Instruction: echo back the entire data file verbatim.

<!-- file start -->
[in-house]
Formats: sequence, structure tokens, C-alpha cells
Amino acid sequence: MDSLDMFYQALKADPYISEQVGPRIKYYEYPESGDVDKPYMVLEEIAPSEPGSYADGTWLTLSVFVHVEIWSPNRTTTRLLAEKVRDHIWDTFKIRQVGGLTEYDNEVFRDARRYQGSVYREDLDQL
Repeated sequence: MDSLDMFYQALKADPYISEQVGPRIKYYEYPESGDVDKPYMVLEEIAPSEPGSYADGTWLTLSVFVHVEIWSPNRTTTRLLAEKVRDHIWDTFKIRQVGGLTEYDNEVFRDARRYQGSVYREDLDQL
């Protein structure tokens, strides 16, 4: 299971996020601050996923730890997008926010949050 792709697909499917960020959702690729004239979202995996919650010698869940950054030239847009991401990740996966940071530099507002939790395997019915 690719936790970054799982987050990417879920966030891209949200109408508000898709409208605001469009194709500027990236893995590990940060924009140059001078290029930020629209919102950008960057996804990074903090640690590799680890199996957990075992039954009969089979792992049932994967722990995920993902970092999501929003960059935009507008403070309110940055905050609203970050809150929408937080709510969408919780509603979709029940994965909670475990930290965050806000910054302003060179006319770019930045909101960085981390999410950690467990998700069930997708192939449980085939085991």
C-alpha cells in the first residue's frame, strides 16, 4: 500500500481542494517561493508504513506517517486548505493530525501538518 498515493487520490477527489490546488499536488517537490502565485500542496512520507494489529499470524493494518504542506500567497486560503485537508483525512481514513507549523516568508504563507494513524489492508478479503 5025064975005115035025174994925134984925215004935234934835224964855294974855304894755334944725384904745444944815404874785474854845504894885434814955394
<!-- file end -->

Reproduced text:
[in-house]
Formats: sequence, structure tokens, C-alpha cells
Amino acid sequence: MDSLDMFYQALKADPYISEQVGPRIKYYEYPESGDVDKPYMVLEEIAPSEPGSYADGTWLTLSVFVHVEIWSPNRTTTRLLAEKVRDHIWDTFKIRQVGGLTEYDNEVFRDARRYQGSVYREDLDQL
Repeated sequence: MDSLDMFYQALKADPYISEQVGPRIKYYEYPESGDVDKPYMVLEEIAPSEPGSYADGTWLTLSVFVHVEIWSPNRTTTRLLAEKVRDHIWDTFKIRQVGGLTEYDNEVFRDARRYQGSVYREDLDQL
């Protein structure tokens, strides 16, 4: 299971996020601050996923730890997008926010949050 792709697909499917960020959702690729004239979202995996919650010698869940950054030239847009991401990740996966940071530099507002939790395997019915 690719936790970054799982987050990417879920966030891209949200109408508000898709409208605001469009194709500027990236893995590990940060924009140059001078290029930020629209919102950008960057996804990074903090640690590799680890199996957990075992039954009969089979792992049932994967722990995920993902970092999501929003960059935009507008403070309110940055905050609203970050809150929408937080709510969408919780509603979709029940994965909670475990930290965050806000910054302003060179006319770019930045909101960085981390999410950690467990998700069930997708192939449980085939085991």
C-alpha cells in the first residue's frame, strides 16, 4: 500500500481542494517561493508504513506517517486548505493530525501538518 498515493487520490477527489490546488499536488517537490502565485500542496512520507494489529499470524493494518504542506500567497486560503485537508483525512481514513507549523516568508504563507494513524489492508478479503 5025064975005115035025174994925134984925215004935234934835224964855294974855304894755334944725384904745444944815404874785474854845504894885434814955394